Sunrise in the Smokies was a sight to behold, when the fog in the valleys was washed with pink.

I snapped this shot of photographers waiting for the perfect sunrise moment.

Vic was fascinated by these decks and patios on Little River. No houses at most of them, just a deck on a tiny strip of land next to the road for enjoying a cookout by the river.

I liked this suspension footbridge over Little River.

The food was fantastic. Here Vic is eating a cornmeal-breaded, deep-fat-fried dill pickle spear. They were delicious. We had bbq ribs, pulled pork, sweet potato fries, pecan cobbler, hush puppies, chicken and dumplings, turnip greens, grits, ham with red-eye gravy, biscuits, etc. Oh my, so much good food.

We returned on the day that Osama bin Laden was killed. I wonder if the airports were on heightened security because both Wendy and I were subjected to extra scrutiny at the airport in Nashville.

What a fabulous trip! I’d go again in a second, only without the tornadoes and hail next time please. To read about the hailstorm, see my column at HBIndependent.com, under columns, Natural Perspectives.

About Lou Murray, Ph.D.

I'm a professional writer/photographer, avid gardener, and active environmentalist living in southern California. I am retired from writing a weekly newspaper column on environmental topics in the Huntington Beach Independent, but I am still teaching at the Orange County Conservation Corps. This blog chronicles my efforts to live a green life growing as much food as possible for my husband and myself on a 4,500 sq ft yard that is covered mainly by house, garage, driveway, and sidewalks.
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6 Responses to Return from Great Smoky Mountains National Park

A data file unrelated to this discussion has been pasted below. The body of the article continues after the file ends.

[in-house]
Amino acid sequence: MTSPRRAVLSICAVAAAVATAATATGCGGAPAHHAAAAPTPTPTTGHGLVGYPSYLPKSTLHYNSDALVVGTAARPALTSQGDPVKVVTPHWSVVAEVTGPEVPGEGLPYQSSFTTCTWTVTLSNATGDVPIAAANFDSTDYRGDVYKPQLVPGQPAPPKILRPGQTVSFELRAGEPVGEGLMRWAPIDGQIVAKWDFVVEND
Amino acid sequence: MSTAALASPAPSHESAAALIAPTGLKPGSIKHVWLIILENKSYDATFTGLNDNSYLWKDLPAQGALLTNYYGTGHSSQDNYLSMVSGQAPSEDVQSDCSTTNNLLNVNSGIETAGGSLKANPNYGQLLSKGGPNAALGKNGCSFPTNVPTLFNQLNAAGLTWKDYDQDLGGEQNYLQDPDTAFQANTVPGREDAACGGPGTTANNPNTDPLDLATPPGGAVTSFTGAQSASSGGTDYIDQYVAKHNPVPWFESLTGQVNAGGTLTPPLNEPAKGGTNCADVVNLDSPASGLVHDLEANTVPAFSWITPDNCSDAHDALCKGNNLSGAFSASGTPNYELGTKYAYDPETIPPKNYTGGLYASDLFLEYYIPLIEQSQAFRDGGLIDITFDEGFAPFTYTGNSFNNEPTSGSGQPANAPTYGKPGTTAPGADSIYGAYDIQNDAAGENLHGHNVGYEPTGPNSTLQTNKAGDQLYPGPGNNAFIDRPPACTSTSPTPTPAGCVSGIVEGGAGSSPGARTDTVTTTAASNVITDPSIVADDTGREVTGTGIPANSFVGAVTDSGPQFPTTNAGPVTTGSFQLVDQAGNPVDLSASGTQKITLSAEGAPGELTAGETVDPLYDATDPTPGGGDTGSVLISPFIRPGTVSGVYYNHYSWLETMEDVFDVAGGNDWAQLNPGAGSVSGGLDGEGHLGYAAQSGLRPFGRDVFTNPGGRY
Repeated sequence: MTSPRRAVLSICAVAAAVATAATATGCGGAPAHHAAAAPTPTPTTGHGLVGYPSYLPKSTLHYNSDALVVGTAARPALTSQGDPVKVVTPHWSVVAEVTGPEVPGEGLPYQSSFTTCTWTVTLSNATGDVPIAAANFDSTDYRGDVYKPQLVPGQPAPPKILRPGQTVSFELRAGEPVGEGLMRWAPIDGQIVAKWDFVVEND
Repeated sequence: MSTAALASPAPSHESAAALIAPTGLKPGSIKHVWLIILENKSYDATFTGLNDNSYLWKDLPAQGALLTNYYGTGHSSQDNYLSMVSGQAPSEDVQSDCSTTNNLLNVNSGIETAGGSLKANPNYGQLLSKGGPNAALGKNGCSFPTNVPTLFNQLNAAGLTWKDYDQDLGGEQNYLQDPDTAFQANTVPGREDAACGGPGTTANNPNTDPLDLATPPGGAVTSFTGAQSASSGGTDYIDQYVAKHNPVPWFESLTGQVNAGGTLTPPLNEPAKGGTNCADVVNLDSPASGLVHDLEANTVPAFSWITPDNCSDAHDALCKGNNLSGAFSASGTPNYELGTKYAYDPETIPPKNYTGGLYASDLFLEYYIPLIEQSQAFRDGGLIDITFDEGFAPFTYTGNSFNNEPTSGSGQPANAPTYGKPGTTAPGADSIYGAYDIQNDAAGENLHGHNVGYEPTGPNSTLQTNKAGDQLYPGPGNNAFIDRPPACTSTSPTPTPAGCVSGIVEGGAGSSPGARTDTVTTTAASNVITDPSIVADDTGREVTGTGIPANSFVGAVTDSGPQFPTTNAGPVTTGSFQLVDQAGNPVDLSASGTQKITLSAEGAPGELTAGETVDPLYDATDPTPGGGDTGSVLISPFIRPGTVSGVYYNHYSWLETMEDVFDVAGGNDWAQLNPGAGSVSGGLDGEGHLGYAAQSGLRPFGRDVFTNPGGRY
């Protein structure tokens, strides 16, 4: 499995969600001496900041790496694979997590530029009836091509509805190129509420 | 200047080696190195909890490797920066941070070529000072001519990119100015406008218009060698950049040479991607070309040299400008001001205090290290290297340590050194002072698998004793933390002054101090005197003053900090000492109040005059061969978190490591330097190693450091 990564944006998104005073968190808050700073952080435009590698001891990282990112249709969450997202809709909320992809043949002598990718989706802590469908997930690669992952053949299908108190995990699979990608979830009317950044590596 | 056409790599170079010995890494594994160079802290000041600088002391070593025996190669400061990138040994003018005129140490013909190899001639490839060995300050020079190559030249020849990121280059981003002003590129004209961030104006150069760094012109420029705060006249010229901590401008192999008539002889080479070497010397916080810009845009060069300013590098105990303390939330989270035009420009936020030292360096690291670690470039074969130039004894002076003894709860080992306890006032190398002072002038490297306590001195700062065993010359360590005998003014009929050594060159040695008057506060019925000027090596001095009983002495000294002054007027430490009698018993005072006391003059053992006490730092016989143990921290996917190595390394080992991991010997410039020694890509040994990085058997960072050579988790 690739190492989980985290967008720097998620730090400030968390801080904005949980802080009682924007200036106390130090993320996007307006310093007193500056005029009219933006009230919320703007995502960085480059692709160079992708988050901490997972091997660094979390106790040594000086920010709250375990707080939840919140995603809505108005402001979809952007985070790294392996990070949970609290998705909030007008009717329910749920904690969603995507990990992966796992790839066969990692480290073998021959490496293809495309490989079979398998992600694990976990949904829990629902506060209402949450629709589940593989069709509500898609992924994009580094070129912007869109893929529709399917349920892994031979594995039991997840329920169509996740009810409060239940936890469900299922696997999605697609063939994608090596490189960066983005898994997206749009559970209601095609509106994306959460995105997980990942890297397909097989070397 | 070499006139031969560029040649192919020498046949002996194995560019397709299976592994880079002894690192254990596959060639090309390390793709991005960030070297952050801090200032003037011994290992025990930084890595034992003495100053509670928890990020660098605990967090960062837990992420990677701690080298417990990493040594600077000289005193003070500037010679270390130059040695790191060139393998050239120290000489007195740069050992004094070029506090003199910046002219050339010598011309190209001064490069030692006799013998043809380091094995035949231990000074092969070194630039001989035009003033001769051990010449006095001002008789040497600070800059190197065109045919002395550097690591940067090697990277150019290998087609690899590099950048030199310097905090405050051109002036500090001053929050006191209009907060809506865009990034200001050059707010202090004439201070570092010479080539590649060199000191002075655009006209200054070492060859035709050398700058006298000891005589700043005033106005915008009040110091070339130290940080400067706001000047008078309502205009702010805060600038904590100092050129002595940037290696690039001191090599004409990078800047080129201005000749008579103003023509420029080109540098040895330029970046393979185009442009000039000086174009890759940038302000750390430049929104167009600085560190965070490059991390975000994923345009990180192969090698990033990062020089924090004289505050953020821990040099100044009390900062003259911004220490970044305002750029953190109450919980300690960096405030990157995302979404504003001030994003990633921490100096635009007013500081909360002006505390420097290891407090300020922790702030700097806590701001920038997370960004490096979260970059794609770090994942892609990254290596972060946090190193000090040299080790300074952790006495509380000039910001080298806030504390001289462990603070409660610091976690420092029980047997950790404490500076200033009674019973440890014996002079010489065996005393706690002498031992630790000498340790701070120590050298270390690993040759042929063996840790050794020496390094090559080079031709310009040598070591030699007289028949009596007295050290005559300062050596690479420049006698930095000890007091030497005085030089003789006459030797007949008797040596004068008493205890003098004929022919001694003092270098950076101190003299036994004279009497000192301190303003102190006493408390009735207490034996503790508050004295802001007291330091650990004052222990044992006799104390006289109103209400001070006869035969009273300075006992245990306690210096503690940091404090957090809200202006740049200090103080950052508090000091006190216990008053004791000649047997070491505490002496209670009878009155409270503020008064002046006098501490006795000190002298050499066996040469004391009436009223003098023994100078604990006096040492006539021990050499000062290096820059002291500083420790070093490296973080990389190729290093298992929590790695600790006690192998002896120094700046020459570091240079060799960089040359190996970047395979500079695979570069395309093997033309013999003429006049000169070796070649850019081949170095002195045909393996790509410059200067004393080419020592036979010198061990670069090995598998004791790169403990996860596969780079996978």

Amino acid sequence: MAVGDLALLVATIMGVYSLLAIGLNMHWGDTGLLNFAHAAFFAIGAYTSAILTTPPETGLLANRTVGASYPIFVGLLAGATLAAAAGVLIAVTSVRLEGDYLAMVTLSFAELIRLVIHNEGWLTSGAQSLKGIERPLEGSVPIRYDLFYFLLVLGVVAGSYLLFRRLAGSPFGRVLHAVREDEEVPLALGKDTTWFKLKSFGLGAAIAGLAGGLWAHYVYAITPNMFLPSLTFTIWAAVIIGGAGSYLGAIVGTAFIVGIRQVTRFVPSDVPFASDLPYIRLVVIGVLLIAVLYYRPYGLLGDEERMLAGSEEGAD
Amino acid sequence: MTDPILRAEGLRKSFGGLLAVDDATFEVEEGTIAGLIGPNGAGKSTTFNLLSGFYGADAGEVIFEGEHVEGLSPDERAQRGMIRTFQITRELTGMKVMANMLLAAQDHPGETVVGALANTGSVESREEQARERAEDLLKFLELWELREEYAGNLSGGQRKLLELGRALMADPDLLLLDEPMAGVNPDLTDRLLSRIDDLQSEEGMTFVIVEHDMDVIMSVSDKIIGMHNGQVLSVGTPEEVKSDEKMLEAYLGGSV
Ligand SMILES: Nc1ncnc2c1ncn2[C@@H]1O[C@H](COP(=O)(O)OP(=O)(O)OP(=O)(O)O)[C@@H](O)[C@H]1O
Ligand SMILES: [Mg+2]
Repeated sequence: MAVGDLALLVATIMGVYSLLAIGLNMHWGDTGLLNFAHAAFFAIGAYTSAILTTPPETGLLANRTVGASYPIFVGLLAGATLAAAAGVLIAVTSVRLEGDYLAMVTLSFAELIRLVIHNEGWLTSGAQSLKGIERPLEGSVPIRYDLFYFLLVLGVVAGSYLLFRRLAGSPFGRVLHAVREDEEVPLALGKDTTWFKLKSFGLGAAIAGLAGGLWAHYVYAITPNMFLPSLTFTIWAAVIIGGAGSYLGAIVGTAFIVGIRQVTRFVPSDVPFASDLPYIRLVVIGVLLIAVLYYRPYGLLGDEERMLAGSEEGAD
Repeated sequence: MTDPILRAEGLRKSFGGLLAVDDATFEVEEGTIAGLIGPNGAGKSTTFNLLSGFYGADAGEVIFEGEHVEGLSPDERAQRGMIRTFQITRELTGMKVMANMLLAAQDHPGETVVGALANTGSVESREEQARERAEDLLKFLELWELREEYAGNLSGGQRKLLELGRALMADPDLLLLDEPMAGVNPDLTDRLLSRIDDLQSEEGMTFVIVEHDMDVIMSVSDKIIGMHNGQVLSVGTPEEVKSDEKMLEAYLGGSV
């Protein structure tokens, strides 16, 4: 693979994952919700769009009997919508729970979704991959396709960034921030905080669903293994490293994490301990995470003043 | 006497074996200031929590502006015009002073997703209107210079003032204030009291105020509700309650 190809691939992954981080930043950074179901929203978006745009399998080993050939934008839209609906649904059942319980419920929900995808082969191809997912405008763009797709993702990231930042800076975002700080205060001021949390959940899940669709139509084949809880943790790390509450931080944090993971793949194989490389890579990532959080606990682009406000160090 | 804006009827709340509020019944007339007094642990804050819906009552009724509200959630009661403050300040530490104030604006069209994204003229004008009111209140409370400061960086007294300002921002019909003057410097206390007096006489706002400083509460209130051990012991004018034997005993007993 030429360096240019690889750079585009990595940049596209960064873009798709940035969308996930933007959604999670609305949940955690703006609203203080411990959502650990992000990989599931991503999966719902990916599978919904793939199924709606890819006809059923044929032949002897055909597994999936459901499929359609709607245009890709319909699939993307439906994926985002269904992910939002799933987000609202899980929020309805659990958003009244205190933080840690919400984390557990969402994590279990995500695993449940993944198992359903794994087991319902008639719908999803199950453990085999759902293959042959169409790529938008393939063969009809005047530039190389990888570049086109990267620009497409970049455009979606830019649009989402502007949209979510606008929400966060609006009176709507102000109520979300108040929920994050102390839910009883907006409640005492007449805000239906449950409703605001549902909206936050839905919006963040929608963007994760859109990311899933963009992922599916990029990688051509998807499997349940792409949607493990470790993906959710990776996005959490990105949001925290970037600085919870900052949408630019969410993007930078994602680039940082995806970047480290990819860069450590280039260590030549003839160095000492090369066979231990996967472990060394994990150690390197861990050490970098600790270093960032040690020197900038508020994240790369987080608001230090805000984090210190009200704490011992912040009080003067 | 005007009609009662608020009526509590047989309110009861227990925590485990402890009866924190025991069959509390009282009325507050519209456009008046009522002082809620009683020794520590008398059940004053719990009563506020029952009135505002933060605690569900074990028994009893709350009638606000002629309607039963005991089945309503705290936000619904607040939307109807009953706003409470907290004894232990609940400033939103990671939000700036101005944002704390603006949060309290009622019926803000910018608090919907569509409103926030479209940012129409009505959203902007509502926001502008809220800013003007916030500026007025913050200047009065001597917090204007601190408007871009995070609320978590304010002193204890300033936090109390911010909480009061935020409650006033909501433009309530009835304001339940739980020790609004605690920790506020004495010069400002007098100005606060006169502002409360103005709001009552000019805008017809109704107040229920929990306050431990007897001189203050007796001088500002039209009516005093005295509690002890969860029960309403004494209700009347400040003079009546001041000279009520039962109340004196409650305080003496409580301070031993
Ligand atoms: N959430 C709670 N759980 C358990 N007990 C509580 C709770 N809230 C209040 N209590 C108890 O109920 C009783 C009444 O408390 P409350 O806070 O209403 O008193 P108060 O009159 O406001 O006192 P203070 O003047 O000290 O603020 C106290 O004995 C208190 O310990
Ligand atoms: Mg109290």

1. Lewie says:

    I think your unknown red shrub (tenth photo down) maybe Calycanthus?

  2. Barbara says:

    Good you got through that hail and tornado unscathed and were able to enjoy that fabulous trip through the Smokies. Thanks for taking us along. I can’t even imagine a breaded and deep fried pickle! But will take your word for it that it tasted good. So there are still some regional specialties to be had in the US.

  3. Michele says:

    Hi Lou, I also think your mistery plant is Calycanthus occidentalis, I recently researched the plant after photographing it in Yosemite National Park. It is a lovely shrub.

  4. Pat Serio says:

    The lavender flower you named trillium is a Spider Wort. The calycanthus is more commonly known as Sweet Shrub. The yellow trillium is also known as Lemon Trillium. The red flowers are Fire Pink. The penstemon is more commonly known as Gray Beardtongue. Sorry you just happened to be here during the severe storm – I got a new roof out of it, and I was one of the lucky ones. I took a hike on Ace Gap (GSMNP) on May 1, and the adjoining trail was closed, due to blow-downs. We found lots of insulation, vinyl siding, etc. I just love your sunrise pics – wish my camera could get even close to the representation of your camera – it also would help if I lived closer to the Smokies. Thank you for sharing the beauty.